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The Rev. Dr. Cleo LaRue The Rev. Dr. Cleo LaRue

The Rev. Dr. Cleophus J. LaRue is the associate professor of homiletics at Princeton Theological Seminary in New Jersey.

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Princeton Theological Seminary, Princeton, NJ


The University of Adversity

Jeremiah 12:1-6

October 26, 2008

This is a very interesting passage of scripture before us today, for in a portion of this scripture God is portrayed as the one who is doing the talking. Jeremiah, who places these words in the mouth of God, is acting as if he has called God into court to give an account of his actions. In verses 1-4, Jeremiah charges God with catering to the wicked; and in verse five, God answers the charge, "If you have raced with foot-runners and they have wearied you..."

I want to be especially careful with this text, for if I am faithful to this text, then I will treat verse five, as Jeremiah treated it--as a word directly from God. In preaching this as a word directly from God, there are some things I must avoid.

First, I do not want to tell you anything that God is not saying. I do not want to come to you today and say things are looking up, and everything is going to get better in your life. Or that all your questions will be answered, and all your problems will be solved. I do not want to tell you that when I get through preaching this text all you have to do is go on your way rejoicing for all your difficulties will be settled, solved, and sealed. If I told you that everything was coming up roses, I would not be faithful to the text today.

In verses 1-4 Jeremiah lays out his charges before God. He accuses God of allowing the guilty to prosper and the treacherous to thrive while the faithful who trust God seem to have such a difficult time trying to make their way in life. This is not a new complaint lodged against God; it is basically the same complaint of the Psalmist in the 73rd number when he said, "But as for me, my feet had almost stumbled; my steps had nearly slipped. For I was envious at the arrogant; I saw the prosperity of the wicked." It is the same complaint lodged against God by Job, Habakkuk, and Malachi. It is the age-old complaint that has baffled the faithful and stymied the learned throughout the ages: Why do the wicked prosper?

The faithful try to live by the golden rule: Do unto others as you would have them do unto you. However, those who care nothing for God seem to live by the "can rule." Get all you can. Can all you get, and sit on the can as long as you can.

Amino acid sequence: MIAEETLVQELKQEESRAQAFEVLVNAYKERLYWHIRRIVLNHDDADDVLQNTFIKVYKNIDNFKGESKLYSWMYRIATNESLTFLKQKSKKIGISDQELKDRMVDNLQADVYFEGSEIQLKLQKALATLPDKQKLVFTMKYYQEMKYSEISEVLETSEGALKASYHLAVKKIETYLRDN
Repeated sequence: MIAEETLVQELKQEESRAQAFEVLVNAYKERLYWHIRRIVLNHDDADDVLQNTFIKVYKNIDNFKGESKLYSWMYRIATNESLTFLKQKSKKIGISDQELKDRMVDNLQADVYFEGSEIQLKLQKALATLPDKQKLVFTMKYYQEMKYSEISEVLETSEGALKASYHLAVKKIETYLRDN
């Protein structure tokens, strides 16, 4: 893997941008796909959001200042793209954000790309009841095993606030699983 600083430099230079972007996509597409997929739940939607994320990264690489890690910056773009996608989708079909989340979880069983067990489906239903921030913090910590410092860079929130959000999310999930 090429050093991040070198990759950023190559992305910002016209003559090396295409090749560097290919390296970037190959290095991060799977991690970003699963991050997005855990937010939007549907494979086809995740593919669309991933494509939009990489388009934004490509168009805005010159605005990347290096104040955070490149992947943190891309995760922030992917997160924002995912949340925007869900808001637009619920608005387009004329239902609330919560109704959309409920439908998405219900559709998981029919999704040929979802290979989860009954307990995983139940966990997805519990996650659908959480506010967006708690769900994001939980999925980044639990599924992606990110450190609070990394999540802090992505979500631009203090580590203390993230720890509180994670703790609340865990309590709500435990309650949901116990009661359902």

God is an old hand at hearing such complaints. He is used to being accused by those who are having a difficult time coming to grips with the exigencies and challenges of life, with the vagaries and vicissitudes of life, with the setbacks and adversities that are sure to come in life.

In the black church we love to sing a song that says: "Lord don't move my mountain, just give me strength to climb," but in reality most of us want that mountain moved. Sustained adversity--by which I mean, affliction, difficultly, hardship, tribulation, calamity, mishap, misfortune, deprivation, destitution--makes us impatient. We chafe, we brood, we sulk, and we pout when we have to endure sustained adversity. All most of us can think about is getting out from under it.

As a young twenty-year old pastor in my first church in Texas, I remember a family caught in a season of sustained adversity. A distraught mother, trying to hold her family together, lay desperately ill in the hospital after a bad car accident. Her husband was unemployed, her son was in jail, her daughter was pregnant out of wedlock, and her creditors were calling the hospital demanding that she pay something on her overdue accounts. I went to her hospital bedside early one morning, and after a brief greeting she closed her eyes and stretched her hands toward me for a word of prayer.

However, I thought I should do something more than merely pray for her. I thought it my place to give her some sound spiritual advice about life. So I said to her, "Mozelle, I'm not going to ask God to move your mountain. I'm just going to ask God to give you the strength to climb." This very sick woman immediately put her hands down and opened her eyes. "Wait a minute, little preacher," she said. "Don't you tie God's hands this morning. If God wants to move my mountain, you let him. I'm not trying to climb over a mountain, I'm trying to get out from under one." Yes, some of us want that mountain moved. Sustained adversity makes us impatient and we want to know from God why life can be so tough on those who try to live right.